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Bridge stabilization
6154910 Bridge stabilization
Patent Drawings:Drawing: 6154910-2    Drawing: 6154910-3    Drawing: 6154910-4    
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(3 images)

Inventor: Corney
Date Issued: December 5, 2000
Application: 09/194,408
Filed: August 23, 1999
Inventors: Corney; John Michael (Bredhurst, GB)
Assignee: GEC-Marconi Limited (Middlesex, GB)
Primary Examiner: Lisehora; James A.
Assistant Examiner:
Attorney Or Agent: VenableFrank; Robert J.Kinberg; Robert
U.S. Class: 14/18; 14/22
Field Of Search: 14/18; 14/19; 14/20; 14/22
International Class:
U.S Patent Documents: 4741063
Foreign Patent Documents: 0233528; WO93/16232; WO94/05862; WO94/10387; WO94/10386
Other References:









Abstract: A bridge deck (10) is supported by tensile supports (11 and 12) and stabilized to reduce the overall aerodynamic lift on the deck (10) by the addition of aerofoil stabilizers (19 and 20) pivotally secured about respective axes (21) generally longitudinal of the deck (10). The stabilizers (19 and 20) are driven by a mechanism (21 to 26) operable by angular movement between the deck (10) and the tensile supports (11 and 12) to articulate the stabilizers (19 and 20) to a position which will generate a force, in the presence of a cross wind, to reduce the overall aerodynamic lift on the deck (10).
Claim: What is claimed is:

1. A bridge comprising a deck (10) supported by tensile supports (11, 12), and aerofoil stabilisers (19, 20) pivoted about respective axes (21, 38) generally longitudinal ofthe deck (10) for articulation to a position to improve stability of the deck (10), characterised in that each stabiliser (19, 20) is mechanically connected to the deck (10) and an adjacent tensile support (11, 12) through a mechanism operably by angularmovement between the deck (10) and tensile support (11, 12) about a longitudinal axis of the bridge such that, when there is angular movement between a portion of the deck (10) and the adjacent tensile support (11, 12), the associated stabiliser (19, 20)will be articulated by that movement through the mechanism to a position which will generate a force on its deck portion (10), in the presence of a cross wind.

2. A bridge, as in claim 1, characterised in that each mechanism includes a lever (22) which is secured to the associated tensile support (11, 12) and is pivoted to the deck (10) about an axis (23) generally parallel to the pivot axis (21, 38)of the associated stabiliser (19, 20).

3. A bridge as in claim 2, characterised in that at least some of the stabilisers (19, 20) are pivoted about their respective axes (21) directly to the deck (10) and are arranged to be articulated by respective links (24) pivoted (25, 26) totheir respective levers (22).

4. A bridge, as in claim 2, characterised in that at least some of the stabilisers (19, 20) are pivoted about their respective axes (38) from their respective levers (22).

5. A bridge, as in claim 4, characterised in that each stabiliser (19, 20) is arranged to be articulated by a link (39) pivoted to the deck (10).

6. A bridge, as in claim 1, characterised in that each mechanism is arranged to amplify the articulation of its associated stabiliser (19, 20) with respect to the angular movement.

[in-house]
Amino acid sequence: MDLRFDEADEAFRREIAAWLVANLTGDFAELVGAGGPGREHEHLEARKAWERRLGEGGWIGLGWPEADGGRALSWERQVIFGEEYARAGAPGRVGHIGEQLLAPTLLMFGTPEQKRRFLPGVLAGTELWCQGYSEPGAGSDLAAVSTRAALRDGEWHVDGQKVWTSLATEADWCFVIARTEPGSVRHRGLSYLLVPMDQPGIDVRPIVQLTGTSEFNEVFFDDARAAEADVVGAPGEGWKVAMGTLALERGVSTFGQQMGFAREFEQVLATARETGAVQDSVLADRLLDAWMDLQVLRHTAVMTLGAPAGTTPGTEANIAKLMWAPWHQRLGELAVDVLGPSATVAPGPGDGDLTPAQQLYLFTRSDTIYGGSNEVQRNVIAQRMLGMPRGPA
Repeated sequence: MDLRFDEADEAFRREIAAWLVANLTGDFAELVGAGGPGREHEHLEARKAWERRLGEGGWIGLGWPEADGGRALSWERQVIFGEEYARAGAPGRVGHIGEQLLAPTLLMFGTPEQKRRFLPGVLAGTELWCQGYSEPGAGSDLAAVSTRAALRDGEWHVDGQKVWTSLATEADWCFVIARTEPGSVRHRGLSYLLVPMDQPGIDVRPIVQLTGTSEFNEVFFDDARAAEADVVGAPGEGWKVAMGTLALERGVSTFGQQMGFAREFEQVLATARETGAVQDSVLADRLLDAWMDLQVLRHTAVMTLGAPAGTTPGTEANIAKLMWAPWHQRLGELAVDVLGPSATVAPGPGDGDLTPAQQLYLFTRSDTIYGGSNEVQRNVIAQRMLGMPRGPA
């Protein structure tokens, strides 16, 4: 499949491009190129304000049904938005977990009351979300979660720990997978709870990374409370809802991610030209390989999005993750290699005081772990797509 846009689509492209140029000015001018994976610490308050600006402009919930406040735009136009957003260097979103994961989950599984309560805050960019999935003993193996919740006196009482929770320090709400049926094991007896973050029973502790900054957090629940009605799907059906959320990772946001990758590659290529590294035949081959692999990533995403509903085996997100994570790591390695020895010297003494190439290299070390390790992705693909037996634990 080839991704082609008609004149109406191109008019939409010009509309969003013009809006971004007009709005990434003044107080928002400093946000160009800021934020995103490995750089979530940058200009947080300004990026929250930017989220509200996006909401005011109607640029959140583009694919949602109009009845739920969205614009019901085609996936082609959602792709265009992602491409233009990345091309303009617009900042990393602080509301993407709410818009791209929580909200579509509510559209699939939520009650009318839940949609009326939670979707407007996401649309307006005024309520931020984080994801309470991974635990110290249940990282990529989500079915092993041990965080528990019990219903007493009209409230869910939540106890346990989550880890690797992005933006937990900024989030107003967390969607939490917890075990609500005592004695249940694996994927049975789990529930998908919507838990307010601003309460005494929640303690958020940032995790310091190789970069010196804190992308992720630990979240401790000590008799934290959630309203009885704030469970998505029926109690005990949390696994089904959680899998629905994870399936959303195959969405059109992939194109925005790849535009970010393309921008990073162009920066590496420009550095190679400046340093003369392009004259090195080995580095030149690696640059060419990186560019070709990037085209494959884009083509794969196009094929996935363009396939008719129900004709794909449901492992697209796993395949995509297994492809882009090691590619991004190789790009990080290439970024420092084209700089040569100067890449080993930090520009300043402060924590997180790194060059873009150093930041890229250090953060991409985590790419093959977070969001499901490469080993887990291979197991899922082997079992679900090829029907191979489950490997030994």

7. A bridge, as in claim 1, characterised in that at least some of the stabilisers (19, 20) are pivoted about their respective axes (21) directly to the deck (10) and are positioned to modify the aerodynamic properties of the deck (10).

8. A bridge, as in claim 1, characterised in that at least some of the stabilisers (19, 20) are pivoted about their respective axes (38) from the tensile supports (11, 12).

9. A bridge, as in claim 1, characterised in that at least one of the stabilisers (19, 20) is provided with an independently adjustable control surface (126).

10. A bridge, as in claim 1, characterised in that a pair of the stabilisers (19, 20) are mounted on opposite sides of the deck (10) and are counter-balanced by an interconnecting link (30, 34).

11. A bridge, as in claim 10, characterised in that the interconnecting link (30, 34) is operatively arranged between the mechanisms of the pair of stabilisers (19, 20).

12. A method of stabilising a bridge having a deck (10) supported by tensile supports (11, 12), and having aerofoil stabilisers (19, 20) mounted about respective axes (21, 38) generally longitudinal of the deck (10) characterised by mechanicallyconnecting the deck (10) and adjacent tensile support (11, 12) using a mechanism operable by angular movement between the deck (10) and the tensile supports (11, 12) about a longitudinal axis of the bridge such as to articulate the stabilisers (19, 20)by movement through the mechanism to a position which will generate a force, in the presence of a cross wind, to reduce the overall aerodynamic lift on the deck (10).
Description: TECHNICAL FIELD

This invention is concerned with the stabilisation of bridges comprising a deck supported by tensile supports and provides both a stabilised bridge structure and a method of stabilising an existing bridge.

BACKGROUND ART

Various types of bridge have a deck supported by tensile supports from towers, or similar structures, erected at, or intermediate, the ends of the bridge. In the case of a suspension bridge the tensile supports are typically vertical cables,rods or chains interconnecting each longitudinal side of the deck to a corresponding catenary suspended between the towers. A cable-stayed bridge also comprises a deck supported by tensile supports, usually in the form of rods or cables, extending fromthe longitudinal sides of the deck directly to the towers.